Mutations identified in engineered Escherichia coli with a reduced genome

Yuto Kotaka, Masayuki Hashimoto, Ken Ichi Lee, Jun Ichi Kato

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2 Citations (Scopus)


Characterizing genes that regulate cell growth and survival in model organisms is important for understanding higher organisms. Construction of strains harboring large deletions in the genome can provide insights into the genetic basis of cell growth compared with only studying wild-type strains. We have constructed a series of genome-reduced strains with deletions spanning approximately 38.9% of the E. coli chromosome. Strains were constructed by combining large deletions in chromosomal regions encoding nonessential gene groups. We also isolated strains Δ33b and Δ37c, whose growth was partially restored by adaptive laboratory evolution (ALE). Genome sequencing of nine strains, including those selected following ALE, identified the presence of several Single Nucleotide Variants (SNVs), insertions, deletions, and inversions. In addition to multiple SNVs, two insertions were identified in ALE strain Δ33b. The first was an insertion at the promoter region of pntA, which increased cognate gene expression. The second was an insertion sequence (IS) present in sibE, encoding the antitoxin in a toxin-antitoxin system, which decreased expression of sibE. 5 strains of Δ37c independently isolated following ALE harboring multiple SNVs and genetic rearrangements. Interestingly, a SNV was identified in the promoter region of hcaT in all five strains, which increased hcaT expression and, we predict, rescued the attenuated Δ37b growth. Experiments using defined deletion mutants suggested that hcaT encodes a 3-phenylpropionate transporter protein and is involved in survival during stationary phase under oxidative stress. This study is the first to document accumulation of mutations during construction of genome-reduced strains. Furthermore, isolation and analysis of strains derived from ALE in which the growth defect mediated by large chromosomal deletions was rescued identified novel genes involved in cell survival.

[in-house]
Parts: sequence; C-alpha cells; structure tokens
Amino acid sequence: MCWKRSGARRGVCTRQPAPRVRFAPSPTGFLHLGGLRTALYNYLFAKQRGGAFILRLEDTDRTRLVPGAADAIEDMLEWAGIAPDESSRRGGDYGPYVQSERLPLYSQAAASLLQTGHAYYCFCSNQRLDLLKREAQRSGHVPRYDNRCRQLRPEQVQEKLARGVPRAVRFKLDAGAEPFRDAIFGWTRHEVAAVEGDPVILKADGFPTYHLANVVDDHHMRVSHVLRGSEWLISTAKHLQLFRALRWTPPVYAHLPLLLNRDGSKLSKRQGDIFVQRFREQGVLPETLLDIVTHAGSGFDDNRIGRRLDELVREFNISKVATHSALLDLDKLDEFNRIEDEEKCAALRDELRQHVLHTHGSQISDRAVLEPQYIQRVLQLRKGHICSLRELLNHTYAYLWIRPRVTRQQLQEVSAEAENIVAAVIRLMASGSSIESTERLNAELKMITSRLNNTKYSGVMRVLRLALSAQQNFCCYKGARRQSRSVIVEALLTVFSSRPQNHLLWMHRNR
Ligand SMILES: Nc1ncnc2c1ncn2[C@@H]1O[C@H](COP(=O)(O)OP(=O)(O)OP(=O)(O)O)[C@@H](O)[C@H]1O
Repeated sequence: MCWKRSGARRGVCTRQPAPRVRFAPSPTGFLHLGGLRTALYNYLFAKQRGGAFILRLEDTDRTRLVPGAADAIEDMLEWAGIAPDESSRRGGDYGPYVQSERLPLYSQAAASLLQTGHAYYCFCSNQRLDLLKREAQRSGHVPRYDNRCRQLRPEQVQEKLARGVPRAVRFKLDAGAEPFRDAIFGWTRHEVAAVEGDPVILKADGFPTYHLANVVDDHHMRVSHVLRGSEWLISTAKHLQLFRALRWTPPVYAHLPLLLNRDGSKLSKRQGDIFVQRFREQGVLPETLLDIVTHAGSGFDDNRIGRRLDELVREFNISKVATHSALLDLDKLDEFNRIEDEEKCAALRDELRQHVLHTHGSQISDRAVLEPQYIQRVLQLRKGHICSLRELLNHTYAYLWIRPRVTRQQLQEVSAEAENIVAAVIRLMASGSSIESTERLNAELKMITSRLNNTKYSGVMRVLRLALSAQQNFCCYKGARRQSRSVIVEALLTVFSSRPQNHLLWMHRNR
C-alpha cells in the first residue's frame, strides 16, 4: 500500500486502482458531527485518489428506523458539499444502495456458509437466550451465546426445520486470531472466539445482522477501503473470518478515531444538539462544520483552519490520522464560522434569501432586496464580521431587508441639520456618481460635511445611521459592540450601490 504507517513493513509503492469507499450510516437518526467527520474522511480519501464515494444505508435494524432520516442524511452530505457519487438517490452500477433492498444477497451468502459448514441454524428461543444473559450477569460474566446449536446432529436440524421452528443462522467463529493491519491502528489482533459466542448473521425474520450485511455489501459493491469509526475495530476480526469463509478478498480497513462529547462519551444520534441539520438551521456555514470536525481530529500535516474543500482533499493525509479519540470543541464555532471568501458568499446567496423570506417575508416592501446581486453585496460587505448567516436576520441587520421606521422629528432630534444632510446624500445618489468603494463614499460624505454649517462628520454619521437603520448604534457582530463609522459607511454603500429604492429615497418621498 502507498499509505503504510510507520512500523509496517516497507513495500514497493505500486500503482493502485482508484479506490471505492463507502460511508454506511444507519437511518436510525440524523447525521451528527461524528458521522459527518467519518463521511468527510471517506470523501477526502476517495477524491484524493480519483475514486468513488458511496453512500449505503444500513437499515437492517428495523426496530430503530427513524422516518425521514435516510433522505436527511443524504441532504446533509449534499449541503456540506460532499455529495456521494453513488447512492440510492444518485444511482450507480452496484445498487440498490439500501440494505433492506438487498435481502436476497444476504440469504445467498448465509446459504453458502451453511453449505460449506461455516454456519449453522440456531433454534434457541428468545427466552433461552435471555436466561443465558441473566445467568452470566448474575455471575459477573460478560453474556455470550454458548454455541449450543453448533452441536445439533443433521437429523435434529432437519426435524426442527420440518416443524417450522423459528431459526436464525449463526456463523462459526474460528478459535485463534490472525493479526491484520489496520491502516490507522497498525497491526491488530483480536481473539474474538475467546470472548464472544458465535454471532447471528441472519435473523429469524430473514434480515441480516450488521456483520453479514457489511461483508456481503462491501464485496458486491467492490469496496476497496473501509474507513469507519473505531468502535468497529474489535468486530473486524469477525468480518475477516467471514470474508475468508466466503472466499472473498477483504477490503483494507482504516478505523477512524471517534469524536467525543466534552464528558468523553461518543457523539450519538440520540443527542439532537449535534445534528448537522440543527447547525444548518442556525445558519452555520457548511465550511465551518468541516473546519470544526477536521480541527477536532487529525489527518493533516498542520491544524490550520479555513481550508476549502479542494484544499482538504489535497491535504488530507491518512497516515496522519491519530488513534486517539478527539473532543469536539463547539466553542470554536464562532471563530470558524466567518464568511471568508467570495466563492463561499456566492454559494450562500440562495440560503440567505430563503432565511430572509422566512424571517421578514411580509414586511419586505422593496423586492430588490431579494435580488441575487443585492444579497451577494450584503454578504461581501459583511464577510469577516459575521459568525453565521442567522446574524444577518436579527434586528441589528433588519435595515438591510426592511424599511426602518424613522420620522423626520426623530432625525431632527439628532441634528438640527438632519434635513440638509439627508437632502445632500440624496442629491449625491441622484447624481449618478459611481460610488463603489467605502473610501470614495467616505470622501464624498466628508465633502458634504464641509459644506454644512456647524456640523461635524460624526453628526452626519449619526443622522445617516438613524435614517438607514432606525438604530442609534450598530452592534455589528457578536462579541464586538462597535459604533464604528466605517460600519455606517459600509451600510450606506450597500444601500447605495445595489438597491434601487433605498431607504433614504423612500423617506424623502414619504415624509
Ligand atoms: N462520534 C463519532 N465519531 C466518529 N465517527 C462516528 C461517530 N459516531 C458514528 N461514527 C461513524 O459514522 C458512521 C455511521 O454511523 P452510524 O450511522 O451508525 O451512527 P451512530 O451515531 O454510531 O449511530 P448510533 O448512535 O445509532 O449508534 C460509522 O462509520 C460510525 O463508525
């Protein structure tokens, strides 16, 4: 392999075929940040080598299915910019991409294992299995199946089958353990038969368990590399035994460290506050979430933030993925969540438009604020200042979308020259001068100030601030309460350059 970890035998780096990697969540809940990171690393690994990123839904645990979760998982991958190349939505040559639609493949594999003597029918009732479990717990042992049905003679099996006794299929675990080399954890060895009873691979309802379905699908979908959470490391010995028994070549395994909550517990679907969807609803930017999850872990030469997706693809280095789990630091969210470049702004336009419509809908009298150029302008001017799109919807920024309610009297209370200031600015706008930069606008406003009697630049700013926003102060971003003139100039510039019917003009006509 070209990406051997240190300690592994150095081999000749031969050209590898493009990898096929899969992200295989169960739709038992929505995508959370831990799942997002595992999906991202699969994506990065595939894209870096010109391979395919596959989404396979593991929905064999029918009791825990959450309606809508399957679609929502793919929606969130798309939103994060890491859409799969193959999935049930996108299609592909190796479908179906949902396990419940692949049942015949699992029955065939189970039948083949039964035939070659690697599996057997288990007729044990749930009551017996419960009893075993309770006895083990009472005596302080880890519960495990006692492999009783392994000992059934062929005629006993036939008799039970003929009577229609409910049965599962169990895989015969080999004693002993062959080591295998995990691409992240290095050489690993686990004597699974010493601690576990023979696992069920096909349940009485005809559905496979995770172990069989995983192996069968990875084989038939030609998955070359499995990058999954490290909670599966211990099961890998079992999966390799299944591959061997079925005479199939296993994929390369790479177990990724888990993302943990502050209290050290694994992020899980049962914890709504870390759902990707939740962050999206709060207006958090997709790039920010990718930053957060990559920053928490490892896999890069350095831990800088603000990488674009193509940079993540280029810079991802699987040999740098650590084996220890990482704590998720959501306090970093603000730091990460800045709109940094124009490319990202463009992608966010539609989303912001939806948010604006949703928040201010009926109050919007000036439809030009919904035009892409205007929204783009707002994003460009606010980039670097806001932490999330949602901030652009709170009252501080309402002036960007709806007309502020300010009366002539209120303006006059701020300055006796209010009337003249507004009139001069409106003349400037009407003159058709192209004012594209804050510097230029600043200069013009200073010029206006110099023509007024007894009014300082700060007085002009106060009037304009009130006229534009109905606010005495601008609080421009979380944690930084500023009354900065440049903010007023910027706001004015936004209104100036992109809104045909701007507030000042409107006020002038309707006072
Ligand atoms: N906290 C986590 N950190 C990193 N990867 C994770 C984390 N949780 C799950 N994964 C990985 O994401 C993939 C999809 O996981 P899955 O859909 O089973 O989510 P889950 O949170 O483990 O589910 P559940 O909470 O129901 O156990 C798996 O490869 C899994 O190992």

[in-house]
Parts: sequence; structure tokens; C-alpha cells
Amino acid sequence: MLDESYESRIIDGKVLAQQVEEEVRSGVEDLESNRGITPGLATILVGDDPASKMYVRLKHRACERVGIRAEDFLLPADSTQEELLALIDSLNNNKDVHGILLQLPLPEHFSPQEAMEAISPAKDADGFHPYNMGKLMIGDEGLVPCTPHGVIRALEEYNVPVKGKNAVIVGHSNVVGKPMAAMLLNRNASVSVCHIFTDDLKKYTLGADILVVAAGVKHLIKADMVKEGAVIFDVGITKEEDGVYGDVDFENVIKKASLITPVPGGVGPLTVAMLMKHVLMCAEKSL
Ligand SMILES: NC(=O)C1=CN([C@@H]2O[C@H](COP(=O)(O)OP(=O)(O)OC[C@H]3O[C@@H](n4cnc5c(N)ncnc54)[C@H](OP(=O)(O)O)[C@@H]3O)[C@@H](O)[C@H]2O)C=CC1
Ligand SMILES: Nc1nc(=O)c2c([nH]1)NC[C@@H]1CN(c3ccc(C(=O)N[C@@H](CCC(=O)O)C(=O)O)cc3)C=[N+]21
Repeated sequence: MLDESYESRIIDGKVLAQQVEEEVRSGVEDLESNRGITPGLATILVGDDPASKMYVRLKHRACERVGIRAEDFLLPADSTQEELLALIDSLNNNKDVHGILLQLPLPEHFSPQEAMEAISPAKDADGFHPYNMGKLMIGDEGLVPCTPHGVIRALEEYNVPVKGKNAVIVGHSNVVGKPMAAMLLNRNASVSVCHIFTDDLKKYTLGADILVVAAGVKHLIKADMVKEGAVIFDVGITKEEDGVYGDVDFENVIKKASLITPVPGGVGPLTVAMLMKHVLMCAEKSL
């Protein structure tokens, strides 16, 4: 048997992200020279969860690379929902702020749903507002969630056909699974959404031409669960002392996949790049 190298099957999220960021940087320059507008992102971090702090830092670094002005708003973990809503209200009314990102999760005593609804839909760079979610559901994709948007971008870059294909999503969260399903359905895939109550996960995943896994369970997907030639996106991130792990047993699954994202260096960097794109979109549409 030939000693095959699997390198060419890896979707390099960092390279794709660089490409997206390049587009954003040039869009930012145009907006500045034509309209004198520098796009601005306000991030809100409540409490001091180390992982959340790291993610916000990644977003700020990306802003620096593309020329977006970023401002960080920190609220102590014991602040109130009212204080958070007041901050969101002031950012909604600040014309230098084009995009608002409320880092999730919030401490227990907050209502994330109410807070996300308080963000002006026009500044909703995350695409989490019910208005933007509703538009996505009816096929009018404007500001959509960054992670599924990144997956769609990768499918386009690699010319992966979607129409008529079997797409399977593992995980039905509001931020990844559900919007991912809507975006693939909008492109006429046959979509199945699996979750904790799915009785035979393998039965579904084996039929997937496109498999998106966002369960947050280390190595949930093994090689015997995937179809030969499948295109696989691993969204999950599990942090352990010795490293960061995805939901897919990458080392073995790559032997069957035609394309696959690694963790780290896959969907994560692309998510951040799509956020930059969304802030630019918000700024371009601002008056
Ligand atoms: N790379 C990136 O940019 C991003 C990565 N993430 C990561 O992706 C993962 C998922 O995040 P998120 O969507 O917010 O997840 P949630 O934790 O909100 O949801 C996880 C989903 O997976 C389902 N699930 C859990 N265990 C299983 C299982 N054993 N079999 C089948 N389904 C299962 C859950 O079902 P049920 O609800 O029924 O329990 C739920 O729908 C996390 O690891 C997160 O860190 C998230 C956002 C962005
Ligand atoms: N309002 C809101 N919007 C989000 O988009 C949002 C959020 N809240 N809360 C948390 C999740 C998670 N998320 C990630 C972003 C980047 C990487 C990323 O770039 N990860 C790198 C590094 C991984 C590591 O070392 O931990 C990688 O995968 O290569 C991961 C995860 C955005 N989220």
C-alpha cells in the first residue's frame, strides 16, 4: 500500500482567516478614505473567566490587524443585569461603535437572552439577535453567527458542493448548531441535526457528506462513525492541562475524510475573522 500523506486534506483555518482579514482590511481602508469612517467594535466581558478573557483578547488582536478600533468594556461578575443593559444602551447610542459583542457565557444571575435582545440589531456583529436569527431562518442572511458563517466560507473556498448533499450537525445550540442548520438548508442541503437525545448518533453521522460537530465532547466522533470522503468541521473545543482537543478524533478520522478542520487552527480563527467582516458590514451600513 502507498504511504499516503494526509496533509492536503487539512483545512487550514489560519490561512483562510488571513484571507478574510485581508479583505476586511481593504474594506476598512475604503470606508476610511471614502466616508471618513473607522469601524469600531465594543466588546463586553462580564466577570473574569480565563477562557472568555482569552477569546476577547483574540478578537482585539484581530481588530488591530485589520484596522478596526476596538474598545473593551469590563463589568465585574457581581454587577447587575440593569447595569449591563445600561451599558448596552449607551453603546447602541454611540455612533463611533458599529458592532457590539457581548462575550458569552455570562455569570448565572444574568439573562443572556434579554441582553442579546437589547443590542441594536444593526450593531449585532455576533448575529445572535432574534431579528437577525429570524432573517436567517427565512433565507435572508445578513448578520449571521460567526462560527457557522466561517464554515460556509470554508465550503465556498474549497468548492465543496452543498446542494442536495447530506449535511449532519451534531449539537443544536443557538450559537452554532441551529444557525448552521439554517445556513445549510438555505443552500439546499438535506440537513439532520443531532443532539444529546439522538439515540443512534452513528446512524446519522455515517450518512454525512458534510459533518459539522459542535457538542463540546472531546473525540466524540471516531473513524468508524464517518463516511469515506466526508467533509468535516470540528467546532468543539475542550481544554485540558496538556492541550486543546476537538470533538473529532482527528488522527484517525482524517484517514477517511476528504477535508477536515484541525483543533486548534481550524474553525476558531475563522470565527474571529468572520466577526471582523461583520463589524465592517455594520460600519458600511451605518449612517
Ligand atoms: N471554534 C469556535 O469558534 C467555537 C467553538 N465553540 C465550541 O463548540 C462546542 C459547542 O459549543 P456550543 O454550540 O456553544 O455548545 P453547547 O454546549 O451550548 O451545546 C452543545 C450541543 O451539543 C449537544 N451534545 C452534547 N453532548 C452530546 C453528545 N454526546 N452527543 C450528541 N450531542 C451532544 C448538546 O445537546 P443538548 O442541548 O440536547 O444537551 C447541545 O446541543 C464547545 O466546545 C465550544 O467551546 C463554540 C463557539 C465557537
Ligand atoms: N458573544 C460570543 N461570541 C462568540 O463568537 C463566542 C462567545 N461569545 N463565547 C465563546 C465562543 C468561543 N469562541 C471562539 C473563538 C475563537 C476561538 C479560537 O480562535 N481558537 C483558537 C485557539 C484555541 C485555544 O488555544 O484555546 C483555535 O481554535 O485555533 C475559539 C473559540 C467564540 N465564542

Original languageEnglish
Article number1189877
JournalFrontiers in Microbiology
Publication statusPublished - 2023

All Science Journal Classification (ASJC) codes

  • Microbiology
  • Microbiology (medical)


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